ReadingAssign090911

ReadingAssign090911 - CH02CH19-Yarmush ARI 12 May 2011...

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Tissue Engineering and Regenerative Medicine: History, Progress, and Challenges Franc ¸ois Berthiaume, 1 Timothy J. Maguire, 1 and Martin L. Yarmush 1 , 2 1 Department of Biomedical Engineering, Rutgers, The State University of New Jersey, Piscataway, New Jersey 08854; email: ireis@sbi.org 2 Center for Engineering in Medicine, Massachusetts General Hospital, Boston, Massachusetts 02114 Annu. Rev. Chem. Biomol. Eng. 2011. 2:403–30 First published online as a Review in Advance on March 17, 2011 The Annual Review of Chemical and Biomolecular Engineering is online at chembioeng.annualreviews.org This article’s doi: 10.1146/annurev-chembioeng-061010-114257 Copyright c ± 2011 by Annual Reviews. All rights reserved 1947-5438/11/0715-0403$20.00 Keywords arti±cial organs, skin, cartilage, liver, stem cells Abstract The past three decades have seen the emergence of an endeavor called tis- sue engineering and regenerative medicine in which scientists, engineers, and physicians apply tools from a variety of ±elds to construct biological substitutes that can mimic tissues for diagnostic and research purposes and can replace (or help regenerate) diseased and injured tissues. A signi±cant portion of this effort has been translated to actual therapies, especially in the areas of skin replacement and, to a lesser extent, cartilage repair. A good amount of thoughtful work has also yielded prototypes of other tissue sub- stitutes such as nerve conduits, blood vessels, liver, and even heart. Forward movement to clinical product, however, has been slow. Another offshoot of these efforts has been the incorporation of some new exciting technologies (e.g., microfabrication, 3D printing) that may enable future breakthroughs. In this review we highlight the modest beginnings of the ±eld and then de- scribe three application examples that are in various stages of development, ranging from relatively mature (skin) to ongoing proof-of-concept (carti- lage) to early stage (liver). We then discuss some of the major issues that limit the development of complex tissues, some of which are fundamentals- based, whereas others stem from the needs of the end users. 403 Annu. Rev. Chem. Biomol. Eng. 2011.2:403-430. Downloaded from www.annualreviews.org by Rutgers University Libraries on 09/06/11. For personal use only.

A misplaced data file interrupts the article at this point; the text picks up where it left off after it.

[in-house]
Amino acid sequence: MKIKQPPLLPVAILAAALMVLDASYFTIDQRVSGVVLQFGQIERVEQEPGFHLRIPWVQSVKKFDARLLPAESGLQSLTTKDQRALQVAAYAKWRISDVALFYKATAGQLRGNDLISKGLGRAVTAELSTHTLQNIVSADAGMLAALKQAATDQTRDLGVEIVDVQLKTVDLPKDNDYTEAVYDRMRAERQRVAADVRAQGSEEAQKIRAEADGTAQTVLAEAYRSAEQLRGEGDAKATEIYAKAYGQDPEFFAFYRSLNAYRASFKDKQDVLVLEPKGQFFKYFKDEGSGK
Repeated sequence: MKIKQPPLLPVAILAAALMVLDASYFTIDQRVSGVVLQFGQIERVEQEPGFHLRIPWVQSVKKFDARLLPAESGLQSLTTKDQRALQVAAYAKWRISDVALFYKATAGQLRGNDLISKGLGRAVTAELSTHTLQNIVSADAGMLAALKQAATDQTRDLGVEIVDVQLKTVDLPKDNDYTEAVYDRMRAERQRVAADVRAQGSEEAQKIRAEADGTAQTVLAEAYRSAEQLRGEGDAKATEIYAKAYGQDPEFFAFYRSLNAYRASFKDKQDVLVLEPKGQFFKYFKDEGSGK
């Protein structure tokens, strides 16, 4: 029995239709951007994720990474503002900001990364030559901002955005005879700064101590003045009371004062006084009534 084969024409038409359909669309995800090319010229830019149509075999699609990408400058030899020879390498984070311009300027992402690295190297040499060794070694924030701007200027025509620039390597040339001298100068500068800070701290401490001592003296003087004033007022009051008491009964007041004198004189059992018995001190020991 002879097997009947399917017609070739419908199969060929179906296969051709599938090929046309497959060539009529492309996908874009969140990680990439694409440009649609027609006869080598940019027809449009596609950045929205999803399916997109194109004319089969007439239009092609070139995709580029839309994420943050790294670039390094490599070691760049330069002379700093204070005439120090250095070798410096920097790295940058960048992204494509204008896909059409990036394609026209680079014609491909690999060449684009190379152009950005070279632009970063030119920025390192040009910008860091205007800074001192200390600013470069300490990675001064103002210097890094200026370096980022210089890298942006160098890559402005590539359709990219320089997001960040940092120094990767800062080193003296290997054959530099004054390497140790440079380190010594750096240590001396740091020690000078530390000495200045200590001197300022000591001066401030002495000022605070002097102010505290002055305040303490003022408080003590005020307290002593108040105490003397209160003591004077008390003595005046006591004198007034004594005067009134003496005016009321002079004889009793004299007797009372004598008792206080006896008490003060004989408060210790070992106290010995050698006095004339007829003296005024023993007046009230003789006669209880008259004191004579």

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A BRIEF HISTORY OF TISSUE ENGINEERING Tissue engineering is a relatively new feld that uses living cells, biocompatible materials, and suitable biochemical (e.g., growth Factors) and physical (e.g., cyclic mechanical loading) Factors, as well as combinations thereoF, to create tissue-like structures. Most Frequently, the ultimate goal is implantation oF these tissue constructs into the body to repair an injury or replace the Function oF a Failing organ. The critical Functions may be structural (e.g., bone, cartilage), barrier- and transport-related (e.g., skin, blood vessels), or biochemical and secretory (e.g., liver and pancreas).
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This note was uploaded on 10/23/2011 for the course BIO 201 taught by Professor Frenkel/cervantes during the Spring '10 term at Rutgers.

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ReadingAssign090911 - CH02CH19-Yarmush ARI 12 May 2011...

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